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AN OVERLOOK IN A POET’S CAREER: THE OCCASION OF “SELECTED AND NEW POEMS” a review by Eric C. Walker Mark Cox. Sorrow Bread: Poems 1984–2015. Florham Park, NJ: Serving House Books, 2017.

ERIC C. WALKER, a native of North Carolina, has been Professor of English at Florida State University since 1984. He is the author of Marriage, Writing, and Romanticism: Wordsworth and Austen After War (Stanford University Press, 2009), which was awarded the 2010 SAMLA Studies Book Award. He now divides his North Carolina time between Greenville and Black Mountain. MARK COX is the award-winning author of six collections of poetry, including Natural Causes (University of Pittsburg Press, 2004; reviewed in NCLR 2005) and a forthcoming collection from Press 53. He is Professor of Creative Writing at UNC Wilmington and has served as poetry editor of Passages North and Cimarron Review, as Poet-in-Residence at The Frost Place, and as the editor of Jack Myers’ posthumous anthology, The Memory of Water. His numerous honors include the Whiting Writers Award (1987), a Pushcart Prize (1993), the Society of Midwest Authors and Oklahoma Book Awards (1999), and a North Carolina Arts Council Literature Fellowship (2017).

Mark Cox, who teaches in the creative writing program at UNC Wilmington and is the recipient of a 2018 North Carolina Arts Council Artist Fellowship, shapes a career milestone with his verse collection Sorrow Bread, which is his first “Selected and New” volume of poems, rearranging and reapportioning four previous publications, the most recent of which appeared in 2004. Sorrow Bread offers eighty-seven poems, twenty-three of them new, arranged in eight thematic sections such as “Inner Rooms,” “Fatherhood,” and “After Rain,” each of which mixes earlier and more recent work. This thematic method of selection trails clouds of Wordsworth, who launched it in 1815 with categories such as “Poems of the Imagination” and “Poems Referring to the Period of Old Age” – and who then spent the rest of his career fussily rearranging, deleting, and adding poems to each category, making much busywork for English professors. The alternative collective method is chronological (either of composition or publication), the method followed, for example, by ABOVE Mark Cox participating in a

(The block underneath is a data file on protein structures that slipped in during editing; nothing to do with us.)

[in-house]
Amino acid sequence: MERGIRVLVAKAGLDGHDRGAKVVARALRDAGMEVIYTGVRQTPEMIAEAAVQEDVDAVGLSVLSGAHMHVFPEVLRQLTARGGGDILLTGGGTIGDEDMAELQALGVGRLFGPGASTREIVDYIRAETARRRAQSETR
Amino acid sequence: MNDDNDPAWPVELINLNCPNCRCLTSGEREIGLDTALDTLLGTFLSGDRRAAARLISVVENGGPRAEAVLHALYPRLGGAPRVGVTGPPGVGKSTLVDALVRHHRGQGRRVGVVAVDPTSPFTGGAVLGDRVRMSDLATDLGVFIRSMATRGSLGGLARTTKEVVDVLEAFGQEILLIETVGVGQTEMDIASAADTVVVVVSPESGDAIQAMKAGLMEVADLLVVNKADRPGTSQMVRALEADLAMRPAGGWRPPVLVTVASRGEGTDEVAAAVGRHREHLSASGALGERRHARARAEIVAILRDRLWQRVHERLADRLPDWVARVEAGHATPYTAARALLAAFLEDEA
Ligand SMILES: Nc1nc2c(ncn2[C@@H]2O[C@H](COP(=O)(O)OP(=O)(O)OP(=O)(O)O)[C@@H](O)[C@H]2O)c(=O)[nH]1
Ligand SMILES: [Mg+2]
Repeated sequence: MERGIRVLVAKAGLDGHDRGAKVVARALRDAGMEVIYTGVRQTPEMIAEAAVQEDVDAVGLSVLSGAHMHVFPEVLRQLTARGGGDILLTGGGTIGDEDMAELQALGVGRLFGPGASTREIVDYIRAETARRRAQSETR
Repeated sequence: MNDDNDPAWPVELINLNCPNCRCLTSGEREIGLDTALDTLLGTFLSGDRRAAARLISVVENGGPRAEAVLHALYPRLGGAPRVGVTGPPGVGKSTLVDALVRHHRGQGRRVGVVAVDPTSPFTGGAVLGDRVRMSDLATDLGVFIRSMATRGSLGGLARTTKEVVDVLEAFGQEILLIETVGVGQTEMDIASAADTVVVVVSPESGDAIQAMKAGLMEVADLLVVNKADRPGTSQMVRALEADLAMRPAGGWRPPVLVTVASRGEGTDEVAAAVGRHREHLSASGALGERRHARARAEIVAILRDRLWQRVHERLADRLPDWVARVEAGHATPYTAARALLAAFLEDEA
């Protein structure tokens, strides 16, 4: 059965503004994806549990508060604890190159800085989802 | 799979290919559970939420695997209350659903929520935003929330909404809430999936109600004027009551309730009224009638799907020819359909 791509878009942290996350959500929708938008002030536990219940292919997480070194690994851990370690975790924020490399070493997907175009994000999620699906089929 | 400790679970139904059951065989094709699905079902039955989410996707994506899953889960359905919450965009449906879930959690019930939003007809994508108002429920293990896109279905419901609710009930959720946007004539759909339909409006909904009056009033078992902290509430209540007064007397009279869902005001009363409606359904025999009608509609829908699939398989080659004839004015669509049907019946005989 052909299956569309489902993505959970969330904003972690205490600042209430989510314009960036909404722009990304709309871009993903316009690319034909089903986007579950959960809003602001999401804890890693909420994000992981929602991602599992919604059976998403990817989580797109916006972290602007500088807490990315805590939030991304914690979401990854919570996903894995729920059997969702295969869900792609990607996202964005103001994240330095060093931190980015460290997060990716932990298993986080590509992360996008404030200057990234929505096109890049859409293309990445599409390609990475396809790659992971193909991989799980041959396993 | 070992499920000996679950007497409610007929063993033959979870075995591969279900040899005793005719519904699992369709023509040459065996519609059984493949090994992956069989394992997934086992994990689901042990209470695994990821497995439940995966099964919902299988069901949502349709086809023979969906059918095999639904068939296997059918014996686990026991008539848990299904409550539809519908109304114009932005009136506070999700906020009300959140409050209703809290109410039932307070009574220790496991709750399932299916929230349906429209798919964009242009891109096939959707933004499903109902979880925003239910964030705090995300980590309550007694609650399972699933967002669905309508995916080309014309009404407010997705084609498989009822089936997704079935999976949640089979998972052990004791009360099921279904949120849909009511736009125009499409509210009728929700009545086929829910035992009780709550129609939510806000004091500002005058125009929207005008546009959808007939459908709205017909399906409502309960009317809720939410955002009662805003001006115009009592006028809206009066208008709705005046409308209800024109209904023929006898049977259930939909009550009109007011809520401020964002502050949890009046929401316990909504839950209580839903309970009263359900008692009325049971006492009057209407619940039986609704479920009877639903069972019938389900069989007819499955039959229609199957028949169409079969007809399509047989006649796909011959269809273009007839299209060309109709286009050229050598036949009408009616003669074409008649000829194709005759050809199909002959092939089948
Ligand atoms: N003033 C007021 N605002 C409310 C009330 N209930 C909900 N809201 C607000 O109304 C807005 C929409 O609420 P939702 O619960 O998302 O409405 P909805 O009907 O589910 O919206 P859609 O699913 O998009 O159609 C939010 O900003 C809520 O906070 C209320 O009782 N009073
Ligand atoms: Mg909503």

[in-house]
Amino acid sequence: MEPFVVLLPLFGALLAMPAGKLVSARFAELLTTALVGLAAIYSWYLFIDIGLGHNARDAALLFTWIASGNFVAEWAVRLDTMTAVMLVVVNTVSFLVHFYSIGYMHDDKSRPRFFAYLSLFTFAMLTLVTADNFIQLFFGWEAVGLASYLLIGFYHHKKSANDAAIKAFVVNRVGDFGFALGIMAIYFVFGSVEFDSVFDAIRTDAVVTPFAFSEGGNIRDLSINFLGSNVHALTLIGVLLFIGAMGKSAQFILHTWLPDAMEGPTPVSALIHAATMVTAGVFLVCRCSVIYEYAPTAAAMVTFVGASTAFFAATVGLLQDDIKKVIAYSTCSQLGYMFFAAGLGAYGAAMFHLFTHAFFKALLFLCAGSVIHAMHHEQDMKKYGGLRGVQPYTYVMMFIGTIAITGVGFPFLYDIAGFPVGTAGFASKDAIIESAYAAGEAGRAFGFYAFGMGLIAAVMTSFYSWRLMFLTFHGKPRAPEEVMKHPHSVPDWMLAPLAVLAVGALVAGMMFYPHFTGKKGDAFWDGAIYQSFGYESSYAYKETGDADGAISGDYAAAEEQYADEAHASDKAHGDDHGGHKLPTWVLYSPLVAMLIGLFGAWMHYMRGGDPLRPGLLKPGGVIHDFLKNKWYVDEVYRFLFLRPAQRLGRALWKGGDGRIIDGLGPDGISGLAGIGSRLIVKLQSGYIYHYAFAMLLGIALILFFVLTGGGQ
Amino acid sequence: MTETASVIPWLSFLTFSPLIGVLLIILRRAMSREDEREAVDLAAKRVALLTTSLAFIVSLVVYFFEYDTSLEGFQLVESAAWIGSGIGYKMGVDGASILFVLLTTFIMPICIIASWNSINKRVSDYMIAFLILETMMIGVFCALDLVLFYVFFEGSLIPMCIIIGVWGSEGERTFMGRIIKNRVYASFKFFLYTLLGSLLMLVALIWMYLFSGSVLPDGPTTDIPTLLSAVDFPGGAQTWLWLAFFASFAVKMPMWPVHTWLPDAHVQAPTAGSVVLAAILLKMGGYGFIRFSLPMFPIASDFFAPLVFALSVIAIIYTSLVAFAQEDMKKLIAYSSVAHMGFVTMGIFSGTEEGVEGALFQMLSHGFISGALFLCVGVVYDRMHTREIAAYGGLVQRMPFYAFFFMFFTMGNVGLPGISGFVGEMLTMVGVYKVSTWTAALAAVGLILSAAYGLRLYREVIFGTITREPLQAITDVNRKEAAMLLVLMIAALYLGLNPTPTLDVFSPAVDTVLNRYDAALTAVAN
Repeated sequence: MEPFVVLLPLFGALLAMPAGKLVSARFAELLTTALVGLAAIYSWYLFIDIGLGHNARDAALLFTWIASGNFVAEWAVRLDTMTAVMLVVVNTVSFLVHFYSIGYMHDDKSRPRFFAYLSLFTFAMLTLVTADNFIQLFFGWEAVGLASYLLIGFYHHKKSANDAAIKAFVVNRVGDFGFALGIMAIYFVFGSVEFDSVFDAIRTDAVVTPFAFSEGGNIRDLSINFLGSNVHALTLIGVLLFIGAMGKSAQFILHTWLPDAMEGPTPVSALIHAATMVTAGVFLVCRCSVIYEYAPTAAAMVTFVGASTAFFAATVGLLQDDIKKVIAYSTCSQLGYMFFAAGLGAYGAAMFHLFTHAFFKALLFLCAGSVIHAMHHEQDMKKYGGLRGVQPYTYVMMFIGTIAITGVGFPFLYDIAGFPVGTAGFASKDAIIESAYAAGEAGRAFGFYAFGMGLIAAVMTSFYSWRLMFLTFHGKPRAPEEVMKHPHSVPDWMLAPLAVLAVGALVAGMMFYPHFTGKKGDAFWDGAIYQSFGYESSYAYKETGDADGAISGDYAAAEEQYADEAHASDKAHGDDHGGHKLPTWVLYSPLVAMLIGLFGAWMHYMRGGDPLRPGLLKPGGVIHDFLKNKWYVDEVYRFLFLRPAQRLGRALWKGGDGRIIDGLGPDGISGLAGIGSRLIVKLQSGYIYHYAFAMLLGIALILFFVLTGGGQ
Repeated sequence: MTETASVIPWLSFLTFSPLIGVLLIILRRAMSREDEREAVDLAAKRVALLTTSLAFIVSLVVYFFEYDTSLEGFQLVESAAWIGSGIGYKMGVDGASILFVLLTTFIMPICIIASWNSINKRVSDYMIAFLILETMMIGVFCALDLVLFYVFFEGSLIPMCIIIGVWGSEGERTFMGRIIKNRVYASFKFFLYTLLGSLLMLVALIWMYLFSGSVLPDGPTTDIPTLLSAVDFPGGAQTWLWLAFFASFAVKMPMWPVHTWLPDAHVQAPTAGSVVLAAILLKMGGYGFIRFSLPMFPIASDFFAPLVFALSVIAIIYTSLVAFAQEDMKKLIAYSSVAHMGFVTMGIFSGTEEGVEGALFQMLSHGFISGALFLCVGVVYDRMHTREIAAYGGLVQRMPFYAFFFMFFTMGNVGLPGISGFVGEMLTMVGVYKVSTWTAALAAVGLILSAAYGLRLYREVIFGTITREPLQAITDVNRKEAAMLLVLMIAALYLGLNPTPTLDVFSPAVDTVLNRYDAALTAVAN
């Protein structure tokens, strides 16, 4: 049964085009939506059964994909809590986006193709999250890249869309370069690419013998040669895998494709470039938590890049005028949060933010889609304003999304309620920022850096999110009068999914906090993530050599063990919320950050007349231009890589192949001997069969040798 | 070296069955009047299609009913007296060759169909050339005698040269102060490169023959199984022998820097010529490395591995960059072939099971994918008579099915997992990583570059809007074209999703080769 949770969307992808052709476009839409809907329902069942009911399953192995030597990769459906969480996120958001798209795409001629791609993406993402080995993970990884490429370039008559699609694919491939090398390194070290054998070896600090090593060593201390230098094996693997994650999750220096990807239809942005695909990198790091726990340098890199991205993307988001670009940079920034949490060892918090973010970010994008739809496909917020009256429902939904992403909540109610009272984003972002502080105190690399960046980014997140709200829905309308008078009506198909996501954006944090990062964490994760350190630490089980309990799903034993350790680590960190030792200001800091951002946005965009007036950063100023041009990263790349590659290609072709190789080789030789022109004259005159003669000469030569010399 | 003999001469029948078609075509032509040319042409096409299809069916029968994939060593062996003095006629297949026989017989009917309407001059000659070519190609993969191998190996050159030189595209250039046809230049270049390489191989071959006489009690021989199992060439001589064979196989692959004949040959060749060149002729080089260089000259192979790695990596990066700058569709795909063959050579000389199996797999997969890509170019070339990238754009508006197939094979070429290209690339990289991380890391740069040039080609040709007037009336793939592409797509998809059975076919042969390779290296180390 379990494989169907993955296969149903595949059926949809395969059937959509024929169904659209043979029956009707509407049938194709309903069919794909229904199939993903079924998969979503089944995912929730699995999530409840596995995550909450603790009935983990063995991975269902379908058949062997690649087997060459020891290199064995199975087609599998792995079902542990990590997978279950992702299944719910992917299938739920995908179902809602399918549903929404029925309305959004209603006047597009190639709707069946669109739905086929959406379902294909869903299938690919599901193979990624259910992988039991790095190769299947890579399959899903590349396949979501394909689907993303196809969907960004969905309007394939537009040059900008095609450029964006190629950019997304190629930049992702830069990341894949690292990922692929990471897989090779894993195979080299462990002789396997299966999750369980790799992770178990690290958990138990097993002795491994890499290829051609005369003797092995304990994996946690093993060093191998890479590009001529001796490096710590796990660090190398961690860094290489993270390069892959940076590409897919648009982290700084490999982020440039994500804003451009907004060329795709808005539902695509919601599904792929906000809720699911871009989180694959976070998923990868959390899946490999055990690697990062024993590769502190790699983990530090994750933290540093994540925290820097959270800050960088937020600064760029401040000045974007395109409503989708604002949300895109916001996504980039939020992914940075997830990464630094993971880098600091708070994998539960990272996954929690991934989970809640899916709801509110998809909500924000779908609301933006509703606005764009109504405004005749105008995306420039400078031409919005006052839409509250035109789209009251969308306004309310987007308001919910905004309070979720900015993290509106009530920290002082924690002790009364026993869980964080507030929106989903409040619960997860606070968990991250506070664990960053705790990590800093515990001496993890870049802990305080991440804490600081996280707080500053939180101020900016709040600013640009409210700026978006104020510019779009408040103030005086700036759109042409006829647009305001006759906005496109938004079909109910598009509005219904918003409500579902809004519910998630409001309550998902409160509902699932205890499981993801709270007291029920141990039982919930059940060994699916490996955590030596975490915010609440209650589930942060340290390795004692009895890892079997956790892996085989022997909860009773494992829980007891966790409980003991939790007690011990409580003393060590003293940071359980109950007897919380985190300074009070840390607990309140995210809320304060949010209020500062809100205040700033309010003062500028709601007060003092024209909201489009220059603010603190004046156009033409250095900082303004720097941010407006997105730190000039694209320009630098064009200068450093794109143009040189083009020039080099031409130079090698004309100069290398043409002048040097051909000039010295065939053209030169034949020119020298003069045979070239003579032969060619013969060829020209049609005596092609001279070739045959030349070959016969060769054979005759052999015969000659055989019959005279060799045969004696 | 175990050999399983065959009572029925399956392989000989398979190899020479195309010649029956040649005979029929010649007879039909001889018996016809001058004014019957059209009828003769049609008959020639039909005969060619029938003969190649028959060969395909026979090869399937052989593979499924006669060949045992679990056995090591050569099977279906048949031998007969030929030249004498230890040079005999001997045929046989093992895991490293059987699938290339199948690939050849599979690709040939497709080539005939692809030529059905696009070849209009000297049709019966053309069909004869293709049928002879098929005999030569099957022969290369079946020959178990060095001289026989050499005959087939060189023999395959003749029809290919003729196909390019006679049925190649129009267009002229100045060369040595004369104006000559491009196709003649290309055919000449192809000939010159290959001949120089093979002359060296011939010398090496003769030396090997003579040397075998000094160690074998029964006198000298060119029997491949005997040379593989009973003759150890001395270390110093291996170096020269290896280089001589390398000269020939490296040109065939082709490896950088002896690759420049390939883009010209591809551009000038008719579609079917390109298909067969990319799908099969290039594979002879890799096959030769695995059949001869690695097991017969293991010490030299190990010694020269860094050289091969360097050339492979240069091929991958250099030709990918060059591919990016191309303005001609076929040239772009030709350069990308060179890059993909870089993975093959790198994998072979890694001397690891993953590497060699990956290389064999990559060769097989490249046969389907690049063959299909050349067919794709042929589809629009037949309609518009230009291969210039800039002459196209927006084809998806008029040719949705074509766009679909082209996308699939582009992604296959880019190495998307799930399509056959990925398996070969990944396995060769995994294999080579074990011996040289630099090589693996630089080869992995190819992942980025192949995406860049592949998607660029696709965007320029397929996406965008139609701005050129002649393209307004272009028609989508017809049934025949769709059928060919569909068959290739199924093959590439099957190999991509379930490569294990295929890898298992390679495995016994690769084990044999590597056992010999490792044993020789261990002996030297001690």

reading of the 2017–18 North Carolina Arts Council fellowship recipients, Flyleaf Books, Chapel Hill, 28 Oct. 2017

A.R. Ammons in his first Selected Poems volume in 1968, also after four initial publications; the poems, Ammons announced, are “arranged in chronological order of composition.”* Cox glances over his shoulder at this method by supplying dates of composition for each poem in his table of contents. But the governing order is prominently thematic, and the chronologically random mix of old and new in each thematic section stakes a larger claim: the through-line of Cox’s themes and styles, earlier and later, is more important than a developmental narrative. The through-line of themes is largely domestic (and Midwestern), and the through-line of styles is chiefly the thirty- to forty-verse firstperson lyric, wherein the speaker is often overheard speaking to himself as an apostrophized “you,” in sometimes regular but generally irregular free-verse stanzas. To sample such through-lines of theme and style, a lyric from 1985, “Linda’s House of Beauty,” recalls a chance encounter at a store entrance between the poet’s adolescent self going in and a woman with a bottle of wine going out: * A.R. Ammons, Selected Poems (Ithaca, NY: Cornell UP, 1968).

North Carolina Literary Review Online 2018  

A literary review published online annually by East Carolina University and by the North Carolina Literary and Historical Association.

North Carolina Literary Review Online 2018  

A literary review published online annually by East Carolina University and by the North Carolina Literary and Historical Association.